Home » Skanska’s basalt rebar concrete paves the way for net zero roads

Skanska’s basalt rebar concrete paves the way for net zero roads

by Sion Geschwindt
The solution has led to a carbon reduction of more than 50%, with the same strength as conventional steel-reinforced concrete.

A low carbon reinforced concrete solution is set to be extended to permanent roads after a successful 12-month trial, construction giant Skanska announced this week.

Over the past year Skanska, alongside the National Composites Centre, Tarmac, Basalt Technologies and National Highways, have been trialling basalt rebar concrete at Skanska’s M42 junction 6 project for National Highways.

A report with findings from the trial has now been published.

The results show that the solution has led to a reduction of more than 50% in carbon, with the same strength as conventional steel-reinforced concrete.

Skanska says that the trial was such a success it is now working collaboratively with National Highways and High Speed 2 Ltd (HS2) on the next phase.

The plan is to trial the low carbon combination on a permanent road and capture all the data and analysis for future publication.

The ultimate goal is to roll out the solution across the UK’s strategic road network.

Skanska is also working with HS2’s innovation managers to progress the learning from the trial and use the combination of materials in other structural reinforced concrete elements beyond roads.

Skanska’s Highways Director, Glennan Blackmore said: “The results of the trial are extremely encouraging. By working together, we have been able to speed up the process of testing and analysing a new solution for de-carbonising our road network, with the aim of getting it to market so the whole industry can benefit.

“By using a unique combination of materials, we are working to not only cut carbon, but also improve the structural performance of reinforced concrete, delivering better productivity, safety and cost outcomes. We’re delighted at the success of this trial and we’re now really looking forward to starting the next stage.”

The trial also provides a better understanding of the impact of using the new materials – including the use of composites in the design of concrete structures – ahead of the proposed revision to Eurocode 2 standards.

Adam Gallis, National Highways Project Manager said: “At National Highways, we were delighted to use our Innovation and Modernisation Designated Fund Pot to help make this trial a reality.

“In utilising this funding, we can go above and beyond what we would typically deliver on our schemes and in this instance, working alongside the supply chain, we have made great strides in the development of a low carbon reinforced concrete alternative.

“We will look to do what we can to facilitate further trials in this sphere, to ultimately drive down our carbon footprint and achieve our net zero targets.”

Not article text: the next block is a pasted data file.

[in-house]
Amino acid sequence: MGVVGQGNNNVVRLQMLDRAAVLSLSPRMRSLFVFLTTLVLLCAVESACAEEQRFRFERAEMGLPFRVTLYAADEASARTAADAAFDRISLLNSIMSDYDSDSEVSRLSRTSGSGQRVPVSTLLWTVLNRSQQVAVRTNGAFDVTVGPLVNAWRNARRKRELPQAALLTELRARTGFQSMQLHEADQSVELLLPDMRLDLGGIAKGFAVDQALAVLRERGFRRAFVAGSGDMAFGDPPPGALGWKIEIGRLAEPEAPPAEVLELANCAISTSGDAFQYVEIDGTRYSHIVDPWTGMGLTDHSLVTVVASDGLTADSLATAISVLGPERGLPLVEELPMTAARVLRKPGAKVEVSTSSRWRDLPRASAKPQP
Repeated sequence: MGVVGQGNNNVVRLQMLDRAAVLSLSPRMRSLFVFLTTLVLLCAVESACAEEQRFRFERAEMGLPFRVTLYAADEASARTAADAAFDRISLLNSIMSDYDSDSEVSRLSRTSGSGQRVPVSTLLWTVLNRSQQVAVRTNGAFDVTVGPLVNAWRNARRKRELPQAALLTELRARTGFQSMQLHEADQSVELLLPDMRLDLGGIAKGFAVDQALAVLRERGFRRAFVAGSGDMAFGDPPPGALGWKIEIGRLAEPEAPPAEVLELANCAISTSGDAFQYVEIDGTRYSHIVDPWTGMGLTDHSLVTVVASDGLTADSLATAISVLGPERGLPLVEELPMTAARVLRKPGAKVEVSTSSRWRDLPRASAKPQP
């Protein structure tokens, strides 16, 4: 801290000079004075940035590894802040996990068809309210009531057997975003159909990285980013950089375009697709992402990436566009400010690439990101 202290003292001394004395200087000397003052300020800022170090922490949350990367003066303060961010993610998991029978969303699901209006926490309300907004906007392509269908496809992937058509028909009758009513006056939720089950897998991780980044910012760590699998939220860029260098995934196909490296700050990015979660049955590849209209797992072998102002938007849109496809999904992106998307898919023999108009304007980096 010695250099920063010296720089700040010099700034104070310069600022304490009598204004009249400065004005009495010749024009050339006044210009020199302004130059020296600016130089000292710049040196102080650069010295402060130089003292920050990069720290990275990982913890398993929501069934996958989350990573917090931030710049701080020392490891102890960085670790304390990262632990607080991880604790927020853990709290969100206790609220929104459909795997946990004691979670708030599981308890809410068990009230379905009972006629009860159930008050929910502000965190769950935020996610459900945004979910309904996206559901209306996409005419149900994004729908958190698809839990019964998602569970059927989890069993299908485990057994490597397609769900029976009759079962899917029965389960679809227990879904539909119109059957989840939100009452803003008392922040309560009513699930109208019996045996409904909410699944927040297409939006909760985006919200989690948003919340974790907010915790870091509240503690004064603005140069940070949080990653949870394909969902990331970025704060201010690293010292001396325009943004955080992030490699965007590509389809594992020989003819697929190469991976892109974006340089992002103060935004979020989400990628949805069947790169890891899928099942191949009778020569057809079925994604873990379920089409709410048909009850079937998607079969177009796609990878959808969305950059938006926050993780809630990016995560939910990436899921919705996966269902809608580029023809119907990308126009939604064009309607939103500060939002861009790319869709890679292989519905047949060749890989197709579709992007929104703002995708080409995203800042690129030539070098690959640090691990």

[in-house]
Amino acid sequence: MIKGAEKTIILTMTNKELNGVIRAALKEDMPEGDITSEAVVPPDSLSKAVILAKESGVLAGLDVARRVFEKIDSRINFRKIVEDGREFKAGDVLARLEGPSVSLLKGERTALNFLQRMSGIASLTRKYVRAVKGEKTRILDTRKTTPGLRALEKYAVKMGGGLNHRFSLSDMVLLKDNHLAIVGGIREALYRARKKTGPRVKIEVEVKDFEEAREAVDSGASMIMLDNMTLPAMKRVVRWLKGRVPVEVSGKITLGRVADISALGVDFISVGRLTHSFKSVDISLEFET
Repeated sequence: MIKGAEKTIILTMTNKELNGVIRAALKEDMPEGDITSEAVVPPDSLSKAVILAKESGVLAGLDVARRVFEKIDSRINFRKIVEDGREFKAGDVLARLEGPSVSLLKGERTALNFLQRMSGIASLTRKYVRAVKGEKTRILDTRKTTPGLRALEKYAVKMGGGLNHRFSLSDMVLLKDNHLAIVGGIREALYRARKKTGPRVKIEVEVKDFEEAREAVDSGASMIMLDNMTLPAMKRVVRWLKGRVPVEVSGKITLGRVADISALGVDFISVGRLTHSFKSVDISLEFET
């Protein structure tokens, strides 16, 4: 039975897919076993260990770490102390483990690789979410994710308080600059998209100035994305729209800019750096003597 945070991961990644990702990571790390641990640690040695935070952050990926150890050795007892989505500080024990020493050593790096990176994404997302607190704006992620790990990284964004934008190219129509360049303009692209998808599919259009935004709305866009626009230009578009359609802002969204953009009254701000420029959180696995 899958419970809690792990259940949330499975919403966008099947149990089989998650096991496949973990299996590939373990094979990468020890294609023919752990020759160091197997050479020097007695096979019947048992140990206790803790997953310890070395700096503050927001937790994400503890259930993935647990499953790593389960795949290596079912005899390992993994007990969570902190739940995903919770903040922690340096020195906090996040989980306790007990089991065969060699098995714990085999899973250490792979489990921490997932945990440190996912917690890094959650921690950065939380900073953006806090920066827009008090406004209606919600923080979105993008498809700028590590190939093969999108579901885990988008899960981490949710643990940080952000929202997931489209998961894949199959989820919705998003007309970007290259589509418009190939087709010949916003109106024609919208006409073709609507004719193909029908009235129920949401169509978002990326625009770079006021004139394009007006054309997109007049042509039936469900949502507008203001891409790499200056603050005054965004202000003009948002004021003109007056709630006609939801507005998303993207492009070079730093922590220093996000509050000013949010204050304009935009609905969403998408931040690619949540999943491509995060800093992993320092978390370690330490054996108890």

The first trial

Tarmac provided two types of concrete for the trial: a mix comprising conventional blended cementitious material and a low carbon alternative mix incorporating an Alkali Activated Cementitious Material (AACM) in place of the cement.

This low carbon concrete solution was mixed at a conventional concrete plant located close to the project and installed in exactly the same way as traditional materials. This new sustainable product delivers a carbon footprint up to 80 per cent lower than a standard CEM I concrete.

The reinforcement steel replacement was a Bastech basalt fibre reinforced polymer rebar. This is five times lighter and twice as strong as its steel counterpart and is naturally resistant to corrosion, alkalis and acids.

The trial involved the construction of four concrete slabs at the M42 junction 6 highways improvement scheme. The slabs were laid in December 2021 and were made up of:

  • Slab A – conventional concrete + steel reinforcement
  • Slab B – low carbon concrete + steel reinforcement
  • Slab C – conventional concrete + basalt reinforcement
  • Slab D – low carbon concrete + basalt reinforcement

The road was heavily used by construction vehicles throughout the trial period, with in-situ and laboratory tests carried out over a number of months. Full scale specialist lab tests involved bending and shear testing of the four types of slabs.

The results have provided knowledge of the curing process, ease of construction, safety benefits, functional properties and structural behaviour of the various concrete and reinforcement combinations. This has given insight into the future use of longer lasting materials in construction.

The National Composites Centre calculated the carbon throughout the lifecycle of the structural element and carried out an environmental performance assessment.


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